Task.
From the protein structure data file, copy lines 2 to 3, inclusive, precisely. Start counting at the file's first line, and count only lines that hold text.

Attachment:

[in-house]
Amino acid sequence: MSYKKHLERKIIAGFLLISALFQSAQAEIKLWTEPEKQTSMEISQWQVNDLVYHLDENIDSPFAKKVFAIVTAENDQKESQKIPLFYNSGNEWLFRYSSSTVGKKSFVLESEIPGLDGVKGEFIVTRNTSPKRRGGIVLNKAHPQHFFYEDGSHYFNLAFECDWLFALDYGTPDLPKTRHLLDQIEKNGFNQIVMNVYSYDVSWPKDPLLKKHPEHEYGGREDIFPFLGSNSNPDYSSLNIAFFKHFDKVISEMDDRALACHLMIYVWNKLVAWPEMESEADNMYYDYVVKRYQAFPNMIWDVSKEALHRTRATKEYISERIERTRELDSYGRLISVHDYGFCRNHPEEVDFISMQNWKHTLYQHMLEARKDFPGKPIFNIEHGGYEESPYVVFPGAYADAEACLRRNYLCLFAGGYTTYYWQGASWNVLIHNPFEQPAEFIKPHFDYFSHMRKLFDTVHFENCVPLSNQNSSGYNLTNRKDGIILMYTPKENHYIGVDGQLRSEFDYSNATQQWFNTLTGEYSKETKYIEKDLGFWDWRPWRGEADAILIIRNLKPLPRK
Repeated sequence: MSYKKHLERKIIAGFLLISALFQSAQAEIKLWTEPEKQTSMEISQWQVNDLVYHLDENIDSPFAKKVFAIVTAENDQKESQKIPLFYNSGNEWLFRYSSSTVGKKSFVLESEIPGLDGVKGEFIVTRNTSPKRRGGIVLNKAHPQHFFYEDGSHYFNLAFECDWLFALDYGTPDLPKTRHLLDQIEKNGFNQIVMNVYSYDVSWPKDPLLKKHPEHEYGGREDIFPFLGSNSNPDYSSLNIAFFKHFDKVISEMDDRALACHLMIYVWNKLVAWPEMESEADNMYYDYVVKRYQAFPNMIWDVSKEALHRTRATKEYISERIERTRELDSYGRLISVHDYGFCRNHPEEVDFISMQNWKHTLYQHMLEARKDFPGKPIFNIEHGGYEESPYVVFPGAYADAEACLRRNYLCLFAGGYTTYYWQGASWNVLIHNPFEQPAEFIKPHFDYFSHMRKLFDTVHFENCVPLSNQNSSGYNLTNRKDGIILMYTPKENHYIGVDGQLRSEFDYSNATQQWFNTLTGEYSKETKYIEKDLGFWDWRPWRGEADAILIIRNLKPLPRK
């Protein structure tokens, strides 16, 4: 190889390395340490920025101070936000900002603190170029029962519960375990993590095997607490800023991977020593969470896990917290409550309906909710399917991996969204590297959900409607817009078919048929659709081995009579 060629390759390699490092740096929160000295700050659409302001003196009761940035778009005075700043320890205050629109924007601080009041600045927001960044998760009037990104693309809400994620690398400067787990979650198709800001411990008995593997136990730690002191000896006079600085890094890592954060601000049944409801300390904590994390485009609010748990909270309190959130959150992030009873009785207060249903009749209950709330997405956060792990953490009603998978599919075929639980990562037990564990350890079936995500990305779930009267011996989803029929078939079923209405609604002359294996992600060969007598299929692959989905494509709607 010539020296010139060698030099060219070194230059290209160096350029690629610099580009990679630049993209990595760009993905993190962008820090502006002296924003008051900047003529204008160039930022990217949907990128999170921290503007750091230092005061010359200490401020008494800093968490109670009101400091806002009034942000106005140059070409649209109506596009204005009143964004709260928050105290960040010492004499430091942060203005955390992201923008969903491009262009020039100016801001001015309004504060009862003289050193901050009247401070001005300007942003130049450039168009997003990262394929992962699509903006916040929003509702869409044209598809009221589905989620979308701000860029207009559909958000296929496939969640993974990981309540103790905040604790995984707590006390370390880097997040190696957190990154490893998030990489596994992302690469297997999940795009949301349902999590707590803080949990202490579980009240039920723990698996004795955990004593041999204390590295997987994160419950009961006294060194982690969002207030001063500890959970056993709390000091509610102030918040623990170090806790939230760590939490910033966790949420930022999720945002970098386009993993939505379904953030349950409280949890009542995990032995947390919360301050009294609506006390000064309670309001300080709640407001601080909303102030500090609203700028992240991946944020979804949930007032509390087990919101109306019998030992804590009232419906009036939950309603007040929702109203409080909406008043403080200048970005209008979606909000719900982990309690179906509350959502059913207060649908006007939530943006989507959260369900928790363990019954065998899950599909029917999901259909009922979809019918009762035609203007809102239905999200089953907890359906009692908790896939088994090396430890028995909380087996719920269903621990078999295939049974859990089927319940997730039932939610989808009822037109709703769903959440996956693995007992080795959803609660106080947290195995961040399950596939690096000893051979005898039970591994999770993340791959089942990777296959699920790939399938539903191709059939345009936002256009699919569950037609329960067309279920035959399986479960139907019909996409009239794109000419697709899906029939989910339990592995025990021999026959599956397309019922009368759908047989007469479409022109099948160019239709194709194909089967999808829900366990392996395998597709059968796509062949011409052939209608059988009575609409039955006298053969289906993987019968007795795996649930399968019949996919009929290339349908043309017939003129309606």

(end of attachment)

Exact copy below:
Amino acid sequence: MSYKKHLERKIIAGFLLISALFQSAQAEIKLWTEPEKQTSMEISQWQVNDLVYHLDENIDSPFAKKVFAIVTAENDQKESQKIPLFYNSGNEWLFRYSSSTVGKKSFVLESEIPGLDGVKGEFIVTRNTSPKRRGGIVLNKAHPQHFFYEDGSHYFNLAFECDWLFALDYGTPDLPKTRHLLDQIEKNGFNQIVMNVYSYDVSWPKDPLLKKHPEHEYGGREDIFPFLGSNSNPDYSSLNIAFFKHFDKVISEMDDRALACHLMIYVWNKLVAWPEMESEADNMYYDYVVKRYQAFPNMIWDVSKEALHRTRATKEYISERIERTRELDSYGRLISVHDYGFCRNHPEEVDFISMQNWKHTLYQHMLEARKDFPGKPIFNIEHGGYEESPYVVFPGAYADAEACLRRNYLCLFAGGYTTYYWQGASWNVLIHNPFEQPAEFIKPHFDYFSHMRKLFDTVHFENCVPLSNQNSSGYNLTNRKDGIILMYTPKENHYIGVDGQLRSEFDYSNATQQWFNTLTGEYSKETKYIEKDLGFWDWRPWRGEADAILIIRNLKPLPRK
Repeated sequence: MSYKKHLERKIIAGFLLISALFQSAQAEIKLWTEPEKQTSMEISQWQVNDLVYHLDENIDSPFAKKVFAIVTAENDQKESQKIPLFYNSGNEWLFRYSSSTVGKKSFVLESEIPGLDGVKGEFIVTRNTSPKRRGGIVLNKAHPQHFFYEDGSHYFNLAFECDWLFALDYGTPDLPKTRHLLDQIEKNGFNQIVMNVYSYDVSWPKDPLLKKHPEHEYGGREDIFPFLGSNSNPDYSSLNIAFFKHFDKVISEMDDRALACHLMIYVWNKLVAWPEMESEADNMYYDYVVKRYQAFPNMIWDVSKEALHRTRATKEYISERIERTRELDSYGRLISVHDYGFCRNHPEEVDFISMQNWKHTLYQHMLEARKDFPGKPIFNIEHGGYEESPYVVFPGAYADAEACLRRNYLCLFAGGYTTYYWQGASWNVLIHNPFEQPAEFIKPHFDYFSHMRKLFDTVHFENCVPLSNQNSSGYNLTNRKDGIILMYTPKENHYIGVDGQLRSEFDYSNATQQWFNTLTGEYSKETKYIEKDLGFWDWRPWRGEADAILIIRNLKPLPRK